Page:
"Many of us got set back," he said. "There had to be at least four generations of Mexican Americans who could have been something and weren't, because the system of education was not geared to prepare our kids."
Gutierrez, 69, grew up in Hick's Camp and remembers it as a difficult place to live because of the extreme poverty.
The small wooden homes were made from the scavenged planks of discarded boxcars and had dirt floors. There were no street lights or sewers, and it was the rare house that had indoor plumbing.
"It was tough," he said. "Most people of the neighborhood never fulfilled their dreams. From that standpoint, they were kind of shortchanged."
El Monte's population is now 72% Latino, and most of the pioneers' descendants have left. It is time to give Mexican American history in El Monte its due, Gutierrez said.
Recently, the board of La Historia proposed to the City Council that the city build a new home for their museum. The building would be just north of the Historical Society site and would wrap around the east side of that museum. There would be no connection between the two.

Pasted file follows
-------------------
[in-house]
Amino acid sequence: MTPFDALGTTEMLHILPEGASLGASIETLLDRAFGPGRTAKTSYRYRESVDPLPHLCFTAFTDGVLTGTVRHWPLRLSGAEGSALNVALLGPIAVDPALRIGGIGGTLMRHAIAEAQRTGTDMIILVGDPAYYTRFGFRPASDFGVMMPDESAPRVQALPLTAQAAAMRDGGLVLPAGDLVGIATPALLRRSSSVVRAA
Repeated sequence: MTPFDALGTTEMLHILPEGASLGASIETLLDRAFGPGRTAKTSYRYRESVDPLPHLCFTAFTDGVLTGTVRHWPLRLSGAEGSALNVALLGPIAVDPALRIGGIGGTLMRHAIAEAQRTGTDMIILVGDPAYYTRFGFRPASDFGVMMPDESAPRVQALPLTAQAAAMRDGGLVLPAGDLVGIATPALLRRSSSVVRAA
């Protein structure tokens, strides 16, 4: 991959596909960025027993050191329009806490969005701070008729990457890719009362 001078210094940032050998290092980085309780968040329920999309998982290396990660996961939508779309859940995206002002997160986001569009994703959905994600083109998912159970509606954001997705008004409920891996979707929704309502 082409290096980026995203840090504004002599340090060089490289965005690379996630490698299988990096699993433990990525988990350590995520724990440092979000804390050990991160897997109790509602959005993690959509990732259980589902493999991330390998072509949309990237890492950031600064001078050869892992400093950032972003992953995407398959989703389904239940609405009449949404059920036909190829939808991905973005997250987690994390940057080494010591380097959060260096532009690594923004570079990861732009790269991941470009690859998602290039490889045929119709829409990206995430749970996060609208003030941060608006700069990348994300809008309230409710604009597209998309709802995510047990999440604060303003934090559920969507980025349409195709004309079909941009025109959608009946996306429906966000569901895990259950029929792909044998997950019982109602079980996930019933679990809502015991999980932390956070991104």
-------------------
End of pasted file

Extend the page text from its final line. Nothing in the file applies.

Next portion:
The city had set the plot aside in hopes that the two museums would be housed in a new facility.
Members of the Historical Society were never consulted on La Historia's proposal and were caught by surprise. La Historia officials said that in the rush to put together their proposal, they weren't able to let their neighbors know.
One council member said La Historia's proposal was underhanded. The City Council rejected the plan, but the damage was done. The relationship between the museums frayed further.
"The ideal thing," said Robert Bautista, 63, vice president of La Historia's museum, "would be to have all of El Monte's history under one roof. That would be the most ideal thing here.
"Unfortunately, we grew up with so many differences."